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A leg-up on raised floors

Views:0     Author:Site Editor     Publish Time: 2017-07-02      Origin:Site

Are raised floors going the way of the Dodo? It just might happen. Data center technologies are continuing to evolve, and the traditional benefits of raised floors are quickly being overshadowed by newer and more efficient cooling techniques.

Sure, raised floors have been around for a long time – an elevated platform creates an enclosed plenum, providing important space for electrical and IT infrastructure, along with mechanical support for resources like chilled water and CRAC ductwork that cools the systems sitting on the actual floor panels.

However, raised floors are far from perfect. The plenum space is filthy, and working within tight, confined spaces can be a serious challenge for the claustrophobic among us. Any structural problems like loose or poorly installed tiles can collapse and damage equipment and cause injury to personnel. But those nuisances pale when compared to cooling limitations.

“As IT execs cram denser, more power servers into a 42U space, it becomes increasingly difficult to cool systems with under-floor forced air, even with hot-aisle/cold-aisle design best practices,” said Matt Stansberry, director of content and publications at Uptime Institute. Stansberry explains that CRAC vendors have turned to more energy-efficient cooling such as in-row and in-rack techniques. Moving the cooling closer to the heat source is more effective than trying to cool the entire room and everything in it. Ultimately, the value of raised flooring is increasingly in question.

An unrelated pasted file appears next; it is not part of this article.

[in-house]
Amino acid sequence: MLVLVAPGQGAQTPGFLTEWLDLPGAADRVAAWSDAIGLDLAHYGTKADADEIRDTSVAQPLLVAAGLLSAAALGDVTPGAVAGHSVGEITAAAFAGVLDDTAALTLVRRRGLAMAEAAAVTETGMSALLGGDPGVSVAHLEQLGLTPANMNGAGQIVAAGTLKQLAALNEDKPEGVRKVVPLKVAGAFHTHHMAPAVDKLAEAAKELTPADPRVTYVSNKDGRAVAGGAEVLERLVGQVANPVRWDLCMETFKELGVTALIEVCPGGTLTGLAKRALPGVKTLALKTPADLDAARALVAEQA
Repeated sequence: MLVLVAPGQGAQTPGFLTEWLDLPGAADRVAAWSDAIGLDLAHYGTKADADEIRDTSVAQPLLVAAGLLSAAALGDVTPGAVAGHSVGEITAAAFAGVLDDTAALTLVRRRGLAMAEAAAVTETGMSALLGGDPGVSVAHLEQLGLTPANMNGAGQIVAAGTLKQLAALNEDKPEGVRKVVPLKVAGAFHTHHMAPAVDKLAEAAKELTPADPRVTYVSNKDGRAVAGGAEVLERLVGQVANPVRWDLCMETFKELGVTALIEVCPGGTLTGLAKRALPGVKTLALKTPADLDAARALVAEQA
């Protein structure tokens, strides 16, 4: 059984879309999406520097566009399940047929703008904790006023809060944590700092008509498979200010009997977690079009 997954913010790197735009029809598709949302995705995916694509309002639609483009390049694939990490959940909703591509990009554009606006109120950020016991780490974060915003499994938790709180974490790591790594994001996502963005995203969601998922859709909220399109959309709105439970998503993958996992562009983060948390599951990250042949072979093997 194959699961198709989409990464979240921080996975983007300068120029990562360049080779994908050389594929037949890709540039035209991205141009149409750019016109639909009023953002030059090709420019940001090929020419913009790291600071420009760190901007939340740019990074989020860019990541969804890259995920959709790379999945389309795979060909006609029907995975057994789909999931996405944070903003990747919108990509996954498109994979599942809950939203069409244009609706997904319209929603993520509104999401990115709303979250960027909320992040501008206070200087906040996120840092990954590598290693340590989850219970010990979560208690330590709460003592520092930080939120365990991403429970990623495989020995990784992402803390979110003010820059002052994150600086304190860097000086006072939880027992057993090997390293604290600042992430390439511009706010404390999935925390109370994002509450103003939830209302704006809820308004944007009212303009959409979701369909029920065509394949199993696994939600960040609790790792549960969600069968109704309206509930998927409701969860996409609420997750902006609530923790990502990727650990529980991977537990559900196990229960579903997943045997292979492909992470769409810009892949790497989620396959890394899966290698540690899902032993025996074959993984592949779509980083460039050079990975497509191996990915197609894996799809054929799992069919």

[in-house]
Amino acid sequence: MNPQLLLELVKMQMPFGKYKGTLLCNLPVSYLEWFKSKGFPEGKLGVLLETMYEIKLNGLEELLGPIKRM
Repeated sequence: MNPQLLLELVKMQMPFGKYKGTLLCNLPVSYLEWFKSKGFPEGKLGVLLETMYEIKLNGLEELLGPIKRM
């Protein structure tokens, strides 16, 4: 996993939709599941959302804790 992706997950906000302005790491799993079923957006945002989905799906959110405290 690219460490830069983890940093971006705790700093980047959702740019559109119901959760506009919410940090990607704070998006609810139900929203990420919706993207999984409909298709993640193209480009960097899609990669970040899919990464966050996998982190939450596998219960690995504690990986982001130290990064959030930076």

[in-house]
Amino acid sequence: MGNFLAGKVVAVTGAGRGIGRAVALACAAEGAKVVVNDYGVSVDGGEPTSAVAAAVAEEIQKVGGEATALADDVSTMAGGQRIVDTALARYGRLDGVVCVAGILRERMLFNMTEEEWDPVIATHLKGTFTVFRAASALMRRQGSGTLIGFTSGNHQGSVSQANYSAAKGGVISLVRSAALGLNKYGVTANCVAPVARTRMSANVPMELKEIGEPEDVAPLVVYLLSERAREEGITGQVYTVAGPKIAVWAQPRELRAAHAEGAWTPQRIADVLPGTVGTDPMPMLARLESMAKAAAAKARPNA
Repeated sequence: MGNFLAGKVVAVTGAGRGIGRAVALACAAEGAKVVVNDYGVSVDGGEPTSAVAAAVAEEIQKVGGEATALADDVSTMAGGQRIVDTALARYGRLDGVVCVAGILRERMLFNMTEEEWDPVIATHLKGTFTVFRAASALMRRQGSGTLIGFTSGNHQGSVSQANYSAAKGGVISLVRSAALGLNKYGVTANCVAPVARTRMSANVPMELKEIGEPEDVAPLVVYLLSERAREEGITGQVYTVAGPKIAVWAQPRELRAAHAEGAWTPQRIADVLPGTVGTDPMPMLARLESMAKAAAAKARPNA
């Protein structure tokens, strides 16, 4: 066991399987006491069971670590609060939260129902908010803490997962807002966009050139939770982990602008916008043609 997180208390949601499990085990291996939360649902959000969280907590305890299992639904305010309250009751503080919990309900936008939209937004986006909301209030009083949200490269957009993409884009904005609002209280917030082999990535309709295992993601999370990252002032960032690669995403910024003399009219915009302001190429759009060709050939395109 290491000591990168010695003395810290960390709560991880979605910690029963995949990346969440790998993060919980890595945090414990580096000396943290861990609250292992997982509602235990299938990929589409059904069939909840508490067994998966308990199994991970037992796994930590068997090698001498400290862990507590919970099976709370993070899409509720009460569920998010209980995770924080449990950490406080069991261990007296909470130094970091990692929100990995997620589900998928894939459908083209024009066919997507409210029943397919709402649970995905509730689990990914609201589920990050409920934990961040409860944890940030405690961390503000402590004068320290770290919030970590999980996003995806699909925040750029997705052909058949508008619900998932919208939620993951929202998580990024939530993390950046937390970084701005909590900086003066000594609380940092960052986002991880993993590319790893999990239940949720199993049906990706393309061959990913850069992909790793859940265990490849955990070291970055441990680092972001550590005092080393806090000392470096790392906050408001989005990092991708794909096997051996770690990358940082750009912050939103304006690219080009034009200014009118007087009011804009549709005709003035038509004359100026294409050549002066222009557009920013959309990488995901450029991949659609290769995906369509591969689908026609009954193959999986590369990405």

Seriously, Stansberry certainly isn’t alone. According to TechTarget’s 2010 Data Center Decisions survey, 59% of IT respondents use raised flooring in their current data center, but only 43% expect to use raised floors in a future data center. Slabbed floors are also falling into disuse, with 33% of respondents using slabbed floors in the current data center, but only 19% planning slabbed floors for a future data center. In fact 38% of IT professionals don’t know what kind of flooring they will use in the future.


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